During the heated 2016 presidential campaign candidate Donald Trump pledged that he would leave Social Security alone; that he would ensure that seniors and disabled Americans get the benefits they have earned despite projected future shortfalls in the Social Security Trust Fund. He positioned himself as the only candidate to make such a promise. However, now it seems that cuts to the Social Security disability programs—Social Security Disability Insurance (SSDI) and Supplemental Security Income (SSI)—have crept into the administration’s future fiscal plans for the country.
Appearing on the CBS Sunday morning news show, Face the Nation, Budget Director Mick Mulvaney singled out disability insurance as an expenditure the administration is examining. Here, from cbsnews.com, is the exact exchange between Face the Nation host John Dickerson and Mulvaney:
DICKERSON: Entitlements, that’s the big -- where the big money is. The president has said he didn’t want to touch Medicare, but he seems to be revising his thinking on that.
MULVANEY: Well, I think the promise was he wasn’t going to affect anybody and we haven’t with this budget. Keep in mind what this budget is. This is just the discretionary spending part of the budget, which was a necessary first step.
DICKERSON: But he might look at -- at future retirement -- future Medicare recipients?
MULVANEY: Let me ask you a question, do you really think that Social Security disability insurance is part of what people think of when they think of Social Security? I don’t think so. It’s the fastest growing program. It was -- it grew tremendously under President Obama. It’s a very wasteful program and we want to try and fix that.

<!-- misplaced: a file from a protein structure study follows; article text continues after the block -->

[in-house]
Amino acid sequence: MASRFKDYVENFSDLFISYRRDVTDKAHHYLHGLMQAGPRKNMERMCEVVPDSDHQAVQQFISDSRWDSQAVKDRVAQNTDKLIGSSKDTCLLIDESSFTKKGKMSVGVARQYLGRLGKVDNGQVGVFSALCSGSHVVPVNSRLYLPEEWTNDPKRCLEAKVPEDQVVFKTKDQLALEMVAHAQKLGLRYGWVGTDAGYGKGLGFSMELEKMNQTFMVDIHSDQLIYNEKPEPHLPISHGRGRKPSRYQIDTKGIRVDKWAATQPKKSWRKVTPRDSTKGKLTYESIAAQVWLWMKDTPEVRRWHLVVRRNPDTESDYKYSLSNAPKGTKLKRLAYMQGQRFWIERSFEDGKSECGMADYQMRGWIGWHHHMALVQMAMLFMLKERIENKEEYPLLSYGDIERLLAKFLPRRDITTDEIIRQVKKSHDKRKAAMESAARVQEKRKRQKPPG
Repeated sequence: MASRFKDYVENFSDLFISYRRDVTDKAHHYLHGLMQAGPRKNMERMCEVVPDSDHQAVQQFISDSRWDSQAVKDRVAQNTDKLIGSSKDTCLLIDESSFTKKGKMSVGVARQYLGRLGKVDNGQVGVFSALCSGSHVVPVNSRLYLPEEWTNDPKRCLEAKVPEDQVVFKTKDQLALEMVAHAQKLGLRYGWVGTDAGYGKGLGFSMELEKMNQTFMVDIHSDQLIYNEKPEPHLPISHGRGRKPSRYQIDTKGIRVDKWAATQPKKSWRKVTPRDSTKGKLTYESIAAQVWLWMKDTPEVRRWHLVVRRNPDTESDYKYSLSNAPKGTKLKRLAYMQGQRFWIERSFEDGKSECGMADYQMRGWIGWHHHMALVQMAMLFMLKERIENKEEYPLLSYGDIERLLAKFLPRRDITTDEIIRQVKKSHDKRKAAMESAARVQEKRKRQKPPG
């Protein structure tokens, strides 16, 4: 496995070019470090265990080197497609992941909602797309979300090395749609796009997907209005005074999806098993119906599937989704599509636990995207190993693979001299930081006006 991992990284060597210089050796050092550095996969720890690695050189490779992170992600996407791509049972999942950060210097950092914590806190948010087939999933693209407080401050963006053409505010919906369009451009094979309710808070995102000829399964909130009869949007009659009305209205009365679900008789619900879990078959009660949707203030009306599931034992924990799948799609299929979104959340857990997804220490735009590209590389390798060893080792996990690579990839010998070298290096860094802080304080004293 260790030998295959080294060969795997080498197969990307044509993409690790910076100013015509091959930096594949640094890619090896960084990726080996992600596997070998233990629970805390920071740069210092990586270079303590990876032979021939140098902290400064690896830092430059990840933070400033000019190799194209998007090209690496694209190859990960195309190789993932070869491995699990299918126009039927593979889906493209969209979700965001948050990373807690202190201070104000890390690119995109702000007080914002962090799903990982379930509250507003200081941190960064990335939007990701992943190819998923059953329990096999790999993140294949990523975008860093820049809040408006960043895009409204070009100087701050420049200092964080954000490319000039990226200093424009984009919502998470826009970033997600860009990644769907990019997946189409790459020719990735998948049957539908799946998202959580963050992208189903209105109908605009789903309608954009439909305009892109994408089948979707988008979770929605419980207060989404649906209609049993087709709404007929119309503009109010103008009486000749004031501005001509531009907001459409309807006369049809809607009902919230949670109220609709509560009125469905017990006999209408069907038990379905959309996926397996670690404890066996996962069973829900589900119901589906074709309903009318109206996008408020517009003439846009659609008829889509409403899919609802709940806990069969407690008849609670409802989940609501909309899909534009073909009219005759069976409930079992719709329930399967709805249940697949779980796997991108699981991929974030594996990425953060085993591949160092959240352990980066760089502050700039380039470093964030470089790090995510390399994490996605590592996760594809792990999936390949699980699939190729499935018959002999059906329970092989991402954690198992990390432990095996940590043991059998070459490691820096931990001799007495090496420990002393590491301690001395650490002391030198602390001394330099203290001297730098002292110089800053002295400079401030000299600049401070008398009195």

But Mulvaney is wrong when he says disability insurance is “the fastest growing program”. In fact, a Los Angeles Times investigation reported that disability insurance rolls have actually been shrinking for years. “In 2014, disability enrollment peaked at 8.95 million disabled workers (plus another 1.98 million of their spouses and children),” the Times said. “By last December, they had fallen to 8.81 million disabled workers, plus another 1.8 million family members.”
It also worth noting that in 2016 disabled workers received an average benefit of $1,165.39 per month for an annual income of $13,984.68, barely above the poverty line.
The Times characterized Mulvaney’s budget plans as “engag[ing] in a drive-by shooting of some the nation’s neediest and most defenseless people: the disabled.”